As we describe in our new book, Whole Brain Teaching; Fast Track: Seven Steps to Teaching Heaven our primary goal in WBT is to reward students for improvement, not ability. We praise excellent effort more than excellent work. We nourish growth rather than innate talent. Thus, every child, special ed to gifted, can be equally successful.
In traditional education, rewards for ability result in the same students winning recognition, year after year. Too often, our brightest kids skate by with minimum effort while less talented pupils bail out of a race that the system has taught them they can’t win.
For Step One in your journey to Teaching Heaven, create a Super Improver classroom display as described below. (For free Super Improver Graphics, download WBT 3.94 and see pages 252 onward, here.)
How do I set up my display?
In PreK-5th grade we suggest the animal levels, beginning with Turtle (0mph), the slowest animal and ascending to Peregrine Falcon (240mph), the fastest animal. AlphaHawk stands above them all as the highest level.
In 6th-12th we suggest the sports themed levels, beginning with Scrub and ascending to Living Legend. AlphaHawk also stands above them all as the highest level.
Each level is a different color, showing the level name and a number. This number shows how many stars a student needs to move up to the next level (read more about that in the next section).
How do I reward students for improvement?
As a teacher, your number one goal is to meet students at their level and help them to continuously improve. From our most gifted students to our most in need, the sole focus is to help students grow. To do that, you need to change our goggles. You’re not looking for good kids. You’re looking for improving kids. When you notice improvement, award the student with a star on their Super Improver card. Earn enough stars, as noted on each level card, move up to the next level.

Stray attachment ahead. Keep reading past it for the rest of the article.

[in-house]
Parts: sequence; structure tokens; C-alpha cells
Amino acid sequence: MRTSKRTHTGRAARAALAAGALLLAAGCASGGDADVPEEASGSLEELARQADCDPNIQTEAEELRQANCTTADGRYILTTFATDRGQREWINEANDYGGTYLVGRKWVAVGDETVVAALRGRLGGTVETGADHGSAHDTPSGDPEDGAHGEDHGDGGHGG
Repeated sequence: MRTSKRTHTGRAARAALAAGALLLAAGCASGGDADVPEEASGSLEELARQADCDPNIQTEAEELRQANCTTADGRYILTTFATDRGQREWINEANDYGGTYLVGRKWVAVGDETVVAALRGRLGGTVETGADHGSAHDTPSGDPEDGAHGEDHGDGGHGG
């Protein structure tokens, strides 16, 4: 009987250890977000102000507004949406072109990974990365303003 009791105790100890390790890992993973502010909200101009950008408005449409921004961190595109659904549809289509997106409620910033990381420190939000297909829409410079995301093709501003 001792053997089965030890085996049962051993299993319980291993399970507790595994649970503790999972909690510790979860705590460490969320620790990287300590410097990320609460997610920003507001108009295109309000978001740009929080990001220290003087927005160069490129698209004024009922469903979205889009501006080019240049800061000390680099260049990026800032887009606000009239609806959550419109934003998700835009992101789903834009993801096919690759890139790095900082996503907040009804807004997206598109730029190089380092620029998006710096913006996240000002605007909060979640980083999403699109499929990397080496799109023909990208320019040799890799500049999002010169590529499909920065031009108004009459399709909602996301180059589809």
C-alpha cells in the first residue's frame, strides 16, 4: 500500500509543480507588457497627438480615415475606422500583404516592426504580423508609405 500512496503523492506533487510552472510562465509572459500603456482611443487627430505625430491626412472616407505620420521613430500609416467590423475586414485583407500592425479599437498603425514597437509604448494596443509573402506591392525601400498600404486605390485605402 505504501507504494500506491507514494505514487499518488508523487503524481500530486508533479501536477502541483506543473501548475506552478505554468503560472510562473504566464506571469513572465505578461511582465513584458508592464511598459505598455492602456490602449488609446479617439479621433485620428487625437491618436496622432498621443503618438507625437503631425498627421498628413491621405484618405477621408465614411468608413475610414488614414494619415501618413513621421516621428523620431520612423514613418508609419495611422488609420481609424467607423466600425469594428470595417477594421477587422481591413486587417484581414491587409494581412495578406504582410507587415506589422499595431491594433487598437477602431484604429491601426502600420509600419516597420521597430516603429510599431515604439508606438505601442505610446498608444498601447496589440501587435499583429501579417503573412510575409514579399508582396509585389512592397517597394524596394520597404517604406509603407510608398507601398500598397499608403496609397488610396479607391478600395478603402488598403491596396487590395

Note: Scroll all the way to the bottom of the page to look at Super Improver Ultra, a way to simplify the game for classes with large numbers of students.
The simplest way to begin is to choose one goal for the whole class. Let your students know that for the day, or during the math lesson, or whenever you choose, you will be looking for improvement in this one goal area. Then, when you notice an improving student, award them with a star on their card and celebrate!
You cannot pick an improvement goal for the whole class unless everyone can show growth in reaching that goal. Therefore, don’t use "quietly walking in the hall" as a class target, unless every student makes a ruckus when they leave the room. A common mistake that educators make with Super Improvers is rewarding good, rather than improved, behavior. “Look at how nicely Melvin writes! If he starts adding adjectives, he might get a star!” No star for Melvin unless his excellent writing skills improve. Ida’s handwriting is illegible; she has many virtues, but writing clearly isn’t one of them. But look here! Ida found a way to write more neatly! She’s arrived at the corner of Super Improver Lane and Personal Growth Blvd. Star her!
You can also work to weave opportunities for improvement into every lesson, every day. Want to improve transitions from one area to another? Use the Timer Game. Want to improve memorization of math facts or reading fluency? Use the Super Speed games. Think about how you can set and break records all day long.
Watch the video below to learn more.